Woodenhead is a Grimm fairytale of sorts. It is clearly also a deconstructed fairytale where the modern world and the landscape of fairytale combine in peculiar ways – where the hero of the fairytale takes the princess heroine to her destined wedding alternately in a broken down Humber and by donkey, where they stop for the journey along the way at the classic piece of Kiwiana – the roadside pie cart.
Woodenhead feels like Florian Habicht has distilled fundamental elements of fairytales – the journey lost in the woods from Hansel and Gretel, the deserted cottage with the food laid out from Goldilocks, the swarthy woodsman out to kill the hero/heroine from Snow White, the magic beans from Jack and the Beanstalk – and run it through with something akin to the surrealistic aesthetic of an Eraserhead (1977) or perhaps the kitsch of Canadian director Guy Maddin.
There are some hysterically weird scenes – the love scene between Gert and Plum where Habicht manages to turn the bizarre image of he feeding her from a baby’s bottle into something erotic, before ending on one of the most hysterically deadpan love scenes – all with the camera turning topsy-turvy as Gert’s bare butt frenetically humps away at her, after which the narrator coyly informs us “Plum and Gert had kissed for the first time”; to the bizarre encounter with a priest who tortures Gert in a field by having a goat nibble his ankles; and the charmingly wacky image at the end of a trio of girls in bloomers lying on their back on a beach conducting a dance with their legs up in the air.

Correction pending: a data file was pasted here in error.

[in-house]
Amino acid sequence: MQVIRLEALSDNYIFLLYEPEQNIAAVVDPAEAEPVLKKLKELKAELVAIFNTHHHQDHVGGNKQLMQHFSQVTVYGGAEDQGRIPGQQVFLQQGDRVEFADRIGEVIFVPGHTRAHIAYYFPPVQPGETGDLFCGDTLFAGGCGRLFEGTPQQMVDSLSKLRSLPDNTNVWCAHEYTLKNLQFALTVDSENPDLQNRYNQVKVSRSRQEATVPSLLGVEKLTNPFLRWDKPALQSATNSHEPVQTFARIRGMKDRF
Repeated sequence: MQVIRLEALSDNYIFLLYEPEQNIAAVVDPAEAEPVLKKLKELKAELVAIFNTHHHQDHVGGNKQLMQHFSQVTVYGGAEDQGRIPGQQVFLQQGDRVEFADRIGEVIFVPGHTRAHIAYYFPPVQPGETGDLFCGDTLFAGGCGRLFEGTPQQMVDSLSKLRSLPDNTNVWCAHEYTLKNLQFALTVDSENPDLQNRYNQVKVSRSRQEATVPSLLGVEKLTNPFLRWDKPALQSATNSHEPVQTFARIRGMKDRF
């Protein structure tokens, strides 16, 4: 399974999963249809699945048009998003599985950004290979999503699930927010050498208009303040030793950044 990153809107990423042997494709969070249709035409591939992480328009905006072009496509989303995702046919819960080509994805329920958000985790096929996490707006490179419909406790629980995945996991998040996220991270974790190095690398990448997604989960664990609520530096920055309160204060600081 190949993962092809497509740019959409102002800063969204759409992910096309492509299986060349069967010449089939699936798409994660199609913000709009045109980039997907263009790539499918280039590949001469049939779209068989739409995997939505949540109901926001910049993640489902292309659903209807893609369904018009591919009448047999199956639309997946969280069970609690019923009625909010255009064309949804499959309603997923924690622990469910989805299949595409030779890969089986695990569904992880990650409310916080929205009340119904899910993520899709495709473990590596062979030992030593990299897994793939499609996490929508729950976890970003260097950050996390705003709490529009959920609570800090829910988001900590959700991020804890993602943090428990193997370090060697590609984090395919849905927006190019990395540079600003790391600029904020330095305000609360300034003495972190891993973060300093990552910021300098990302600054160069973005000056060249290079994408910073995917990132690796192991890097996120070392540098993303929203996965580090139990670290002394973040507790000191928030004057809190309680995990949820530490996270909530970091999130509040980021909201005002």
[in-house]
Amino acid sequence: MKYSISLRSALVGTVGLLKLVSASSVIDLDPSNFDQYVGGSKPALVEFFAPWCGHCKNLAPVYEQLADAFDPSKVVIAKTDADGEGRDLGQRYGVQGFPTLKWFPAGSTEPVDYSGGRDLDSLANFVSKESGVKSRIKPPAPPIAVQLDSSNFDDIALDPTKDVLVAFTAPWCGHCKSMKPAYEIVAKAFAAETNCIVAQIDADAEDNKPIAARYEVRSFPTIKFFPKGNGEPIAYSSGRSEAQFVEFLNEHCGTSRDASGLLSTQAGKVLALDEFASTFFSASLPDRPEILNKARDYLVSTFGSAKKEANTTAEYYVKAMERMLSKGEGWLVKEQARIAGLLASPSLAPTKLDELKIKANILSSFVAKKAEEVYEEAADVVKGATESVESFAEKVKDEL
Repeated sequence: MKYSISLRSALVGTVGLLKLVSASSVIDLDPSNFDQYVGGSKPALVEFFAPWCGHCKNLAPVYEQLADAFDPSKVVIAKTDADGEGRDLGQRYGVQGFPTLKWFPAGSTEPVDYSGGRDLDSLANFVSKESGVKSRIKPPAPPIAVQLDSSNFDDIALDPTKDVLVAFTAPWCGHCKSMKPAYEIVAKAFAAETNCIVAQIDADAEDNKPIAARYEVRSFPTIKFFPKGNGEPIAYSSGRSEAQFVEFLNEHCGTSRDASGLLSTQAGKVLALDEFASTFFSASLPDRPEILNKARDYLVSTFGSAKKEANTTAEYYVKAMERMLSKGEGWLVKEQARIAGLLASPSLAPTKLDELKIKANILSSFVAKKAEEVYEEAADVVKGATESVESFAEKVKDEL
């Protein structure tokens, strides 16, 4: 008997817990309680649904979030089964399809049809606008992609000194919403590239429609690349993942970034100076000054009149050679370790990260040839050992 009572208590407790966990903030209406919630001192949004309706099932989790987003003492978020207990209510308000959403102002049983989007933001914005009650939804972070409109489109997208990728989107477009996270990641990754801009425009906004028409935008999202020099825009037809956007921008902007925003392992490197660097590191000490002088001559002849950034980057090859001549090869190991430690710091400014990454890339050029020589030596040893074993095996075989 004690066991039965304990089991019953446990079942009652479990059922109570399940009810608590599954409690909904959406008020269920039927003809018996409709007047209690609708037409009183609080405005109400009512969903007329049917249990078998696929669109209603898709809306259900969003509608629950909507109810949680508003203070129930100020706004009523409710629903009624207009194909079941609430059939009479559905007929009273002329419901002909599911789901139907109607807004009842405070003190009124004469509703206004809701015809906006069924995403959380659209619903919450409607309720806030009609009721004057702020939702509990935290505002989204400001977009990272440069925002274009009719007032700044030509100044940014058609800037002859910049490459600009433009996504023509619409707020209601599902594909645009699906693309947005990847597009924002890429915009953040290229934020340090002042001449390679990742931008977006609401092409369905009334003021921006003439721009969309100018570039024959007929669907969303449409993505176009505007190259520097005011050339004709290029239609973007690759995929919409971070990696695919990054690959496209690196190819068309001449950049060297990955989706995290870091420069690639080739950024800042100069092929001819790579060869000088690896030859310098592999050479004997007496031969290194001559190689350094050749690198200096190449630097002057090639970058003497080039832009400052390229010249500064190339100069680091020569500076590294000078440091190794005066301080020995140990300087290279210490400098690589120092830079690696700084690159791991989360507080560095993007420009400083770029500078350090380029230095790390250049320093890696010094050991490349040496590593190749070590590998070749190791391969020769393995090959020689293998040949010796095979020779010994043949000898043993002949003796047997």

What is unique about the way that Woodenhead was made is that Florian Habicht recorded the entire soundtrack before he shot any of the film, something that is probably a world-first for any non-animated film. This has a striking effect – the actors seem to perform independent of their voices. Voices will come on the soundtrack but the actors’ mouths don’t move just like a cheaply dubbed Italian or Japanese B movie. This has a weirdly disjunctive effect – it is surely the cinematic equivalent of thought balloons in a comic strip panel. (In the press notes for Woodenhead, Habicht recounts a highly amusing anecdote about how he received the idea in a dream in which he saw two angels descend from Heaven who turned out to be Milli Vanilli (the infamous 1980s pop group who revealed they had had their voices dubbed) who told him that he must prerecord the voices for the film).
More to the point, this is also something that allows Habicht to cast one set of actors for the way they look and a different set of actors to provide the voices that are right for the part. The actors have all been chosen for the strikingly physicality of their appearance – Habicht’s girlfriend Theresa Peters plays the princess Plum, where her long face and strikingly bony, almost masculine, features have a cool, distantly aloof beauty; hero Nicholas Butler has been chosen for his blankly impassive appearance, where all the expressiveness of his character is denoted by the wrinkling of his prominent forehead; and in the part of Goerdel, Tony Bishop has been deliberately cast as the cliché image of a swarthy criminal.